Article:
… to 15 decimal places in one easy step (or not too difficult step).
In my previous post one of the examples given of the use of the Gaussian Quadrature function was to evaluate the value of Pi. Let’s look at that a bit more closely.
Wikipedia has a nice article on the history of Pi, but like most such articles the methods described are either historical methods which are easy to understand but converge slowly, or recent methods which converge very quickly, but which are presented with little or no information about how they were derived. For example the well known 20th Century Indian mathematician Srinivasa Ramanujan somehow derived the relationship:
and in 1987 the Chudnovsky brothers derived:
which delivers 14 digits per term, but no indication is given of how these relationships were derived.
The early historical methods of calculating Pi, starting with Archimedes in the 3rd century BC, were based on the successive subdivision of polygons.
Around AD 265, the Wei Kingdom mathematician Liu Hui provided a simple and rigorous iterative algorithmto calculate π to any degree of accuracy. He himself carried through the calculation to a 3072-gon and obtained an approximate value for π of 3.1416.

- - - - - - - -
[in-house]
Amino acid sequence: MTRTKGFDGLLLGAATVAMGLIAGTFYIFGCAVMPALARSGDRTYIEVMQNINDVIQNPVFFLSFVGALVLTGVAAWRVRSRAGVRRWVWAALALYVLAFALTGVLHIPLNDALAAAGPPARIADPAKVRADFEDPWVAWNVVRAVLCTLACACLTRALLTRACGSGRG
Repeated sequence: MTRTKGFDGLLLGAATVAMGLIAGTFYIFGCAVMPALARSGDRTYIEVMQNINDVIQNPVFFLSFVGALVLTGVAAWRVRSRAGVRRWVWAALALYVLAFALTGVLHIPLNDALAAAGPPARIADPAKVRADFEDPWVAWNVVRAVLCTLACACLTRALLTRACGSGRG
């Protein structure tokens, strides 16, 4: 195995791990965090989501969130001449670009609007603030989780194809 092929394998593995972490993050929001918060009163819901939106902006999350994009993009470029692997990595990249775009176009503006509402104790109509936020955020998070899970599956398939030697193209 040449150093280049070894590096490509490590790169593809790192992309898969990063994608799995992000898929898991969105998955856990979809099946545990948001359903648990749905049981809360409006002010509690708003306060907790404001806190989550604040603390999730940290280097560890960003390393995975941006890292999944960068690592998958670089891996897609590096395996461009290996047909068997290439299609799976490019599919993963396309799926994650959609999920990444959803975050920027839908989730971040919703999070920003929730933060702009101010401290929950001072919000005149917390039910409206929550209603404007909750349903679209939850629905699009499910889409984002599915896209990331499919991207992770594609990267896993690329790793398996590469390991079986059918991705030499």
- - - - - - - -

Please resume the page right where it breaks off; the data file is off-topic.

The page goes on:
A simple way to improve the accuracy of the polygon approach is to find an approximation of the area between the circle and the polygon, and add this to the known area of the polygon. Starting with a hexagon of unit side, this may be divided into 6 equilateral triangles and six circular segments with 60 degree included angle:
The area of the triangle is 0.5 x 3^0.5 / 2 (0.5 x base x height)
The equation of the segment is (1 – x^2)^0.5 – 3^0.5 / 2
If this equation is integrated between x = -0.5 and x = 0.5, and added to the area of the equilateral triangle, this gives 1/6 the area of the circle of unit radius. If the integration is evaluated using Gaussian Quadrature, with 8 integration points, the resulting area provides an estimate of Pi with an error of 2.3E-11; not too bad:
A further 4 significant figures can be obtained by simply changing the limits of integration to X = 0 to 0.5 (and adjusting the triangle area to suit, and multiplying the resulting area by 12):
The resulting estimate of Pi has an error of 7.6E-15, and matches the built in Excel Pi function to the 14th significant figure.